Educational Psychologists’ involvement with Youth Justice Services in England: A national perspective
Prof Doc Thesis
Gumbs, S. 2023. Educational Psychologists’ involvement with Youth Justice Services in England: A national perspective. Prof Doc Thesis University of East London School of Psychology https://doi.org/10.15123/uel.8wwy0
|Type||Prof Doc Thesis|
Previous studies have explored the special educational needs (SEN) of children and young people (CYP) known to the youth justice service (YJS). Research found that young people who offend (YPwO) have a higher prevalence of SEN compared to the general population. Educational Psychologists (EPs) specialise in working with CYP with additional needs and are well-placed to support CYP known to YJSs and relevant professionals.
There have been few studies which have investigated EPs engagement with YJSs and EPs experiences of working in YJSs. Previous studies have outlined the function of the EP role in YJSs and specified the type of work undertaken by EPs working in this context.
The number of Educational Psychology Services (EPSs) in England which have an EP linked to the YJS has not previously been investigated, and previous literature has not explored the commissioning of EP involvement in YJSs. The research sought to address the identified gaps in research by exploring the number of EPSs which had an EP linked to the YJS (link-EPs), establishing where EPSs with link-EPs were situated nationally, and exploring how EP involvement in YJSs was commissioned. The research also aimed to explore EPs experiences of working in YJSs and the breadth of work undertaken by EPs working in this context.
Seventy-six EPSs and eighteen EPs participated in the research. A mixed methods design which consisted of three data collection methods was used to gather data which addressed the research aims.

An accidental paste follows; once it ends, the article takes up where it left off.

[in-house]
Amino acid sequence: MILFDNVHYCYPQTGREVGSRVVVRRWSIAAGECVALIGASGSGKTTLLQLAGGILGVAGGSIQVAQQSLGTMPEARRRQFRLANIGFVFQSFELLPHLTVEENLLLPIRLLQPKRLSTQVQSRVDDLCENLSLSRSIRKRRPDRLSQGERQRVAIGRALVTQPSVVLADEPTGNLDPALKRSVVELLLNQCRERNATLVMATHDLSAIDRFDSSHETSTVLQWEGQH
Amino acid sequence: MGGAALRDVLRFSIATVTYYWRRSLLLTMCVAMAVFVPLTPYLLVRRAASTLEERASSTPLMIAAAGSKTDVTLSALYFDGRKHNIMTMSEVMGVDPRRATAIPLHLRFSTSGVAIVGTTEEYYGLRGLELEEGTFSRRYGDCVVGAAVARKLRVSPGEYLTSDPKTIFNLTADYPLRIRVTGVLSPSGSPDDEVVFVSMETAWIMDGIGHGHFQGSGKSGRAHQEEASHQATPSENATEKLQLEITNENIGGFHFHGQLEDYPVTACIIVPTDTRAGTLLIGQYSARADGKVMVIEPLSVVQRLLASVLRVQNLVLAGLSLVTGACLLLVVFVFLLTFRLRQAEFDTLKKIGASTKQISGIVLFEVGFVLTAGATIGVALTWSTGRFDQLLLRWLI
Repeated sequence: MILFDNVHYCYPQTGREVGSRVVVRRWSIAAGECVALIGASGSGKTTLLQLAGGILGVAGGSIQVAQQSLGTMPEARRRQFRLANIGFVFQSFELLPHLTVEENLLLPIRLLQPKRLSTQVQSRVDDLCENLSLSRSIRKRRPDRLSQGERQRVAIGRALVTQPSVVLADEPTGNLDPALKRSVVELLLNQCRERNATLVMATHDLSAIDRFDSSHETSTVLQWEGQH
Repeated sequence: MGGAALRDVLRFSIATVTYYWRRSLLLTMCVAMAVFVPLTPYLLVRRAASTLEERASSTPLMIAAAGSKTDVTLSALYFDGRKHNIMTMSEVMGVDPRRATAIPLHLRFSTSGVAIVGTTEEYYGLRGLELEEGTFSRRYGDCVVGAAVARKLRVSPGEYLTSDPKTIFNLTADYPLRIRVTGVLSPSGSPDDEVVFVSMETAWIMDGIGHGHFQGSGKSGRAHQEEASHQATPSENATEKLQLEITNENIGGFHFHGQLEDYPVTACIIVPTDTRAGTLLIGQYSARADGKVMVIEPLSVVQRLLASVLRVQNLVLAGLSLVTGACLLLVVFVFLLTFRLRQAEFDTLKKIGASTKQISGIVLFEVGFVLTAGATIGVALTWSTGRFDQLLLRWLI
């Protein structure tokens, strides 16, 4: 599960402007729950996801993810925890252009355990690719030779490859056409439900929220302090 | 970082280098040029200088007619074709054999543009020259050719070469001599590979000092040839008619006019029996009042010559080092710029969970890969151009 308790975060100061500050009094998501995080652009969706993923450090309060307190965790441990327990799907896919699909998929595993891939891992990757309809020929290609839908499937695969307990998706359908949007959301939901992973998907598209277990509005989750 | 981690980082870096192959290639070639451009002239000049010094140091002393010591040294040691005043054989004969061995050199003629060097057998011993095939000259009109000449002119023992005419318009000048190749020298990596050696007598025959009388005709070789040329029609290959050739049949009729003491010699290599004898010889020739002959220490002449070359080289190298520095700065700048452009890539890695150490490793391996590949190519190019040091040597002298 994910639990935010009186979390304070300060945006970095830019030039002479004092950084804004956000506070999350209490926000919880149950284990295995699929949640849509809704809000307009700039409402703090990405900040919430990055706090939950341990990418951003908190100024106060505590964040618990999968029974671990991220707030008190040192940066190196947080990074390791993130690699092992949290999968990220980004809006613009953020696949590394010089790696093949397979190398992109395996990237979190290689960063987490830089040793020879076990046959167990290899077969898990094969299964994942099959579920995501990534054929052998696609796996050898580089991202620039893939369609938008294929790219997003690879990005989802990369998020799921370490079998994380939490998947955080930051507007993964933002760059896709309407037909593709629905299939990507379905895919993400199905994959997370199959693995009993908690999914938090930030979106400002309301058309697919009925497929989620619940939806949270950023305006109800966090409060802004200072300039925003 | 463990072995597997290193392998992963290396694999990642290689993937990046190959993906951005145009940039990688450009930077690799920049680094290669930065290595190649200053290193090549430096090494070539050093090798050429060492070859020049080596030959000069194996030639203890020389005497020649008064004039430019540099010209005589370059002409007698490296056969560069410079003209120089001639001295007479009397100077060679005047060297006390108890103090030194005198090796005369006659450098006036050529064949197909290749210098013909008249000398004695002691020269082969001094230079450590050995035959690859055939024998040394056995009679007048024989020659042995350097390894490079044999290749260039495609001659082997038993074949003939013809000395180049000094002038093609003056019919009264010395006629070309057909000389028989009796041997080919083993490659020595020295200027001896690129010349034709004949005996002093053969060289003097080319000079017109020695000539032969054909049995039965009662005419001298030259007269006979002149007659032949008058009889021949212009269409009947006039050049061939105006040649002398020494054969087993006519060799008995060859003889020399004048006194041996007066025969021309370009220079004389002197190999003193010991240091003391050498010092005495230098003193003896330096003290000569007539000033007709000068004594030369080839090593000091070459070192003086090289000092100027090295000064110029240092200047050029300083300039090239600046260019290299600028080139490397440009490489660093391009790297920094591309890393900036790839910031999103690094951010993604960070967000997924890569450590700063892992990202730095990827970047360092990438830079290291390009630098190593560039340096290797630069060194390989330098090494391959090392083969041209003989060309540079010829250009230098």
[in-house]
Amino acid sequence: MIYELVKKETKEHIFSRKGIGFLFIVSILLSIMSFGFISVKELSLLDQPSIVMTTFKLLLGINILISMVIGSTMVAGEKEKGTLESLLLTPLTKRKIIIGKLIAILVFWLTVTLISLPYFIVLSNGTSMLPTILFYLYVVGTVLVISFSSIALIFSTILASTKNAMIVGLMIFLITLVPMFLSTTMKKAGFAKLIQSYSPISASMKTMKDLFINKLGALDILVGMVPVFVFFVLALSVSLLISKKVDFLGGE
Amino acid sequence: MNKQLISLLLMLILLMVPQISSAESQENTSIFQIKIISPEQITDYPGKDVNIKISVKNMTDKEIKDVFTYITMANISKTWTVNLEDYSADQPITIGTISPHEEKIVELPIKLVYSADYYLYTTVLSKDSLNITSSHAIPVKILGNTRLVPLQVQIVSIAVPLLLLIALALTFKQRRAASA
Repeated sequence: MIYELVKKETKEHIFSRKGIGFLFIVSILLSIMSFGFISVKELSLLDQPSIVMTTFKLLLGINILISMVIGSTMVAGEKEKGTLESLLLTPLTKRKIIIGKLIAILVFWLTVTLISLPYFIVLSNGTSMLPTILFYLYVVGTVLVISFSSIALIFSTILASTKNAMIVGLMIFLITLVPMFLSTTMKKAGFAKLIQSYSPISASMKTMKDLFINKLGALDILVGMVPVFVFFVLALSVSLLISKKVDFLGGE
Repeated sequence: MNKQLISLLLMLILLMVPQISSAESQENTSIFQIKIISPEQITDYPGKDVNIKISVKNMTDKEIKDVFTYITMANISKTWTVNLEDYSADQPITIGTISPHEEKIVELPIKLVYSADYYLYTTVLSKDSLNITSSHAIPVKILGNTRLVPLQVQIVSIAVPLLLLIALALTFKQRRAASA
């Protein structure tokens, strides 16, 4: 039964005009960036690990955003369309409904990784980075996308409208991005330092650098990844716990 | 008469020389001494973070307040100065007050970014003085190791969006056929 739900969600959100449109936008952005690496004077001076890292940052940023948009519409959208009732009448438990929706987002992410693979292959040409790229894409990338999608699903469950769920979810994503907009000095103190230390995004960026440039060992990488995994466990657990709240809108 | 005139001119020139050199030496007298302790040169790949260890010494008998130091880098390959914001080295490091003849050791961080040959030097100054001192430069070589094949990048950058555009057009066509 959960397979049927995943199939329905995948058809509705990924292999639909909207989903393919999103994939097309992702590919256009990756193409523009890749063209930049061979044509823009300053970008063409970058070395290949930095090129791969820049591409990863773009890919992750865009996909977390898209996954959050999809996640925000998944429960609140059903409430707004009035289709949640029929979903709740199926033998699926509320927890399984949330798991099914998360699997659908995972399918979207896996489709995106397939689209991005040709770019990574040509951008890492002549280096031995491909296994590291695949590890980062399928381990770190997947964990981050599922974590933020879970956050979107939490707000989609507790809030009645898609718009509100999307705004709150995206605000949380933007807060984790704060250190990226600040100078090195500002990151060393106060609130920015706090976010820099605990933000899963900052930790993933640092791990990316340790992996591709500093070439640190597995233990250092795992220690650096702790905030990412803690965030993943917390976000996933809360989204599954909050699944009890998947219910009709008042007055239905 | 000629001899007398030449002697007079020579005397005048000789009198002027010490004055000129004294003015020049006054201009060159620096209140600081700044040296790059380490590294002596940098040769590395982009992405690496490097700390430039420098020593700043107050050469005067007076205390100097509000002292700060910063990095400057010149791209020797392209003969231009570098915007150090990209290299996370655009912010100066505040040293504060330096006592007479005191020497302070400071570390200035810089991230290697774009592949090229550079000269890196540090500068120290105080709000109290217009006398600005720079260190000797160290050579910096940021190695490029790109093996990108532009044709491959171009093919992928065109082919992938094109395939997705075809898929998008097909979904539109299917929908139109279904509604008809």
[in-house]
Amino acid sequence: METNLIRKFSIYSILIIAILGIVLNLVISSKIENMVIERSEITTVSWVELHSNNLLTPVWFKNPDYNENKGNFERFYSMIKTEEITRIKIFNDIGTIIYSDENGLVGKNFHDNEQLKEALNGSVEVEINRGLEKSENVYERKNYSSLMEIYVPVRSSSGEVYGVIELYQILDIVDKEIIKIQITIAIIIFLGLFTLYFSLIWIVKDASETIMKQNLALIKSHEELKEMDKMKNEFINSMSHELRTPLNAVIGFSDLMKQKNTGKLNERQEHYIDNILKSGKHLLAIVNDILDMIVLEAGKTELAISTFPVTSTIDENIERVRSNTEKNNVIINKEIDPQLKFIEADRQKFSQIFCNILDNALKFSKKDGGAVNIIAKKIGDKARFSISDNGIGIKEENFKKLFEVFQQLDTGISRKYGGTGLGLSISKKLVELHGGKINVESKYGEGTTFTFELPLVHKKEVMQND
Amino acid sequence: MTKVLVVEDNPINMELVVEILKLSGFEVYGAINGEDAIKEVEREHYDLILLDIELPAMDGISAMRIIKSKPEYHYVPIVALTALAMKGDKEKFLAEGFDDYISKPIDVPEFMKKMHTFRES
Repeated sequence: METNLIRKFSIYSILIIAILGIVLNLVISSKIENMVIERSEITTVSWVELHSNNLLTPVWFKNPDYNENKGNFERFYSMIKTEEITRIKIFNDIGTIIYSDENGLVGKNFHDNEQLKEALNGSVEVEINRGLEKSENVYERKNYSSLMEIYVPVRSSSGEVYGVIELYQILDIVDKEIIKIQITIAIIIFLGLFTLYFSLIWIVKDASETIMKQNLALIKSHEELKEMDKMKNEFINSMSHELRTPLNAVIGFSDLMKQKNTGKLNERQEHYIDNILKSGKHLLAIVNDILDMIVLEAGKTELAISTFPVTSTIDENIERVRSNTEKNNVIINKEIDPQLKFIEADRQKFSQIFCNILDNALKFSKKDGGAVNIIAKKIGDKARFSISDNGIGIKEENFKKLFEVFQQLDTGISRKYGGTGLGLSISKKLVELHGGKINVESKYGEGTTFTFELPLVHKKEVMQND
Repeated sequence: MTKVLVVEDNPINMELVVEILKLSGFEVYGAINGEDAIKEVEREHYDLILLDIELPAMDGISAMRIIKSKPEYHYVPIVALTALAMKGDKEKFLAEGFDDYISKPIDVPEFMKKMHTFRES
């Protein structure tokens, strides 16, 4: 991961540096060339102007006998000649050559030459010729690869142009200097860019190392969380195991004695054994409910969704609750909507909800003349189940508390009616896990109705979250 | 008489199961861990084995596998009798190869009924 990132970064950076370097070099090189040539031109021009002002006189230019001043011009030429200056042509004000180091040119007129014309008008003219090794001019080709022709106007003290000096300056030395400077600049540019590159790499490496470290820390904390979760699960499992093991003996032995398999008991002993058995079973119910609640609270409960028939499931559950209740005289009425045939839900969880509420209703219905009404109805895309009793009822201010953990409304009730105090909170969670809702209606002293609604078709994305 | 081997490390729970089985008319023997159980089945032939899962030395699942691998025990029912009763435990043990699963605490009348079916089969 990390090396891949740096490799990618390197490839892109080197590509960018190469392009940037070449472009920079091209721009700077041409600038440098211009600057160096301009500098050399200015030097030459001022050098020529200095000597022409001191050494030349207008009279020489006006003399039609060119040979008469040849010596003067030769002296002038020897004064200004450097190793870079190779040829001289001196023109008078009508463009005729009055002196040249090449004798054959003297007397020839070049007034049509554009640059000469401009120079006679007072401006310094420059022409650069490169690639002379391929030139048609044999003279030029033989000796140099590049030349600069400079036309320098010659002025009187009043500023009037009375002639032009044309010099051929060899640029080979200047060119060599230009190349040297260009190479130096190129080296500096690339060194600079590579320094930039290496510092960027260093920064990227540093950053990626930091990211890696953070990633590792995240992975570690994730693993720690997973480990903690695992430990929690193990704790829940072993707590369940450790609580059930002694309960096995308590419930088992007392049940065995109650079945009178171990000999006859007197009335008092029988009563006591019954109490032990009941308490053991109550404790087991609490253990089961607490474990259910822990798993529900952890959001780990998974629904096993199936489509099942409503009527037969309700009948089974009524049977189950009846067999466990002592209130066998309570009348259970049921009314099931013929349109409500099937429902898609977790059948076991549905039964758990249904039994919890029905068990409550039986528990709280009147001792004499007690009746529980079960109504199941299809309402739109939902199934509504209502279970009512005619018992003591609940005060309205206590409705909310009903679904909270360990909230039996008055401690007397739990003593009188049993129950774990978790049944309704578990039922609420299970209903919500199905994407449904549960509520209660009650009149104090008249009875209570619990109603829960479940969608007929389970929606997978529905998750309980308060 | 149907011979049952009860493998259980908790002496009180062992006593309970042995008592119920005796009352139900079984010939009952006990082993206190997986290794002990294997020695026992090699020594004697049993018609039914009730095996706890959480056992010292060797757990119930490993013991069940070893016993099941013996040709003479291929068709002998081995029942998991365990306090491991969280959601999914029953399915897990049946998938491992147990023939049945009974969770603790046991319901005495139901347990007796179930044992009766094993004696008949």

Quantitative data was analysed using descriptive statistics and qualitative data was mostly analysed using thematic analysis. Nine themes relating to EPs’ experiences of working in YJSs was identified and ten themes pertaining to the breadth of work undertaken by EPs was highlighted. The identified themes encompassed EPs’ views on the challenging and positive aspects of their role, the nature of work undertaken by EPs, and EPs’ future hopes for their role in the YJS.
EPs and key professionals working with YPwO were encouraged to use a social justice and eco-systemic lens to explore and understand CYP’s offending, support key systems to engage with CYP ethically, and to promote the overall inclusion of YPwO.
|Keywords||Youth Justice Service; Educational Psychologist; Young offenders|
|Publisher||Univerisity of East London|
|Digital Object Identifier (DOI)||https://doi.org/10.15123/uel.8wwy0|
File Access Level
|Online||31 Oct 2023|
|Publication process dates|
|Completed||29 Jul 2023|
|Deposited||31 Oct 2023|
|Copyright holder||© 2023, The Author|
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